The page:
Bundestag Building, CC-by-SA 3.0 Jürgen Mattern

In Part 1 of this blog post, we introduced the core mechanism of ex-ante protection against the blocking of legal uploads in Germany’s implementation of art. 17 of the Directive on Copyright in the Digital Single Market (CDSMD). In Part 2, we examine other elements of the German implementation bill, the “Act on the Copyright Liability of Online Content Sharing Service Providers” (Urheberrechts-Diensteanbieter-Gesetz – UrhDaG), which aim to counter-balance the incentives that art. 17 CDSMD places on platforms to over-block user uploads when in doubt about their legality. First, we describe the incentive structure of art. 17 itself, which we argue heavily favours rightsholders. We go on to highlight specific provisions of the German UrhDaG, the measures against misuse of upload filters and the transparency provision for researchers, which could serve as a model for other Member States aiming for a more balanced approach to reconciling rightsholders’ and users’ rights.


Article 17 incentivizes platforms to block legal content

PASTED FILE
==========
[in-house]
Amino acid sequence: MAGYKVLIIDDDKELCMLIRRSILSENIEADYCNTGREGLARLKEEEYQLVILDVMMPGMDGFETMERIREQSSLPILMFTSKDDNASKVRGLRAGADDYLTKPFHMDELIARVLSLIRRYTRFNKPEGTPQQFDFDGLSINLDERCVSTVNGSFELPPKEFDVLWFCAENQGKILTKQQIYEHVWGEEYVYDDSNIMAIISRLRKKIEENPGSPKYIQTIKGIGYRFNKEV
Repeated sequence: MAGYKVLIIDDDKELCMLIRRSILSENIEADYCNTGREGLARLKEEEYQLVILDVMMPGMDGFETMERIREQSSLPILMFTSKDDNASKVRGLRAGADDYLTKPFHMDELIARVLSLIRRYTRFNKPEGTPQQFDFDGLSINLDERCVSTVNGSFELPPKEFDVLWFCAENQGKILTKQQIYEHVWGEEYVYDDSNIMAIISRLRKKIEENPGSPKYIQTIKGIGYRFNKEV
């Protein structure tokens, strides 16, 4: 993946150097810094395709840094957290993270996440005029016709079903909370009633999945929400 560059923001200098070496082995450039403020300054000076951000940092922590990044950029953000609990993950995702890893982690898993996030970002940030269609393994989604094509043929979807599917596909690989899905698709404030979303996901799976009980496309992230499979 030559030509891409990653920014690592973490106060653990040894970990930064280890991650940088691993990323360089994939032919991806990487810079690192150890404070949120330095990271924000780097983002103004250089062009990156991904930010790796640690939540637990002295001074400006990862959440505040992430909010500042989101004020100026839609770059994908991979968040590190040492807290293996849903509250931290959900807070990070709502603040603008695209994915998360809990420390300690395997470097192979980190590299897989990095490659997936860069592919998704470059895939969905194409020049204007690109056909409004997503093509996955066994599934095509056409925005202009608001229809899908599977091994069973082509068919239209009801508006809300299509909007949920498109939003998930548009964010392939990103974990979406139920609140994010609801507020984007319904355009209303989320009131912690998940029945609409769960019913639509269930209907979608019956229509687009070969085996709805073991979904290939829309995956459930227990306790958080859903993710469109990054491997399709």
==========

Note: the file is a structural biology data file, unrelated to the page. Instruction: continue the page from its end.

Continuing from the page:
In order to protect legal uses from over-blocking, ex-ante protections need to be complemented by coherent incentives for platforms not to systematically make decisions to the detriment of users’ rights. Art. 17 CDSMD introduces direct liability of platforms for copyright infringements resulting of uploads by their users if they fail to make best efforts to block infringements. The suspension of the liability exemption for hosting service providers enshrined in art. 14 of the E-Commerce Directive shifts the responsibility for copyright enforcement from rightsholders to platforms and strongly incentivizes overblocking on the side of the platforms. The directive does not however foresee any consequences for the violation of the obligation to protect legal uploads in art. 17 (7) CDSMD. The directive thereby disadvantages users, by incentivizing platforms to systematically block uploads in case of doubt rather than to risk liability.

The German legislator fails to provide comparable sanctions against the breach of user rights that could outweigh the risk of liability towards rightsholders. Nevertheless, Germany has taken several steps to address this imbalance through an incentive structure for platforms that reduces liability risks from the protection of legal content. Platforms are not only exempted from liability for presumably legitimate uses until a complaints procedure has taken place; they are obliged to continue making such uses available. Otherwise, platforms could simply suspend user rights through their terms and conditions in an effort to cut costs.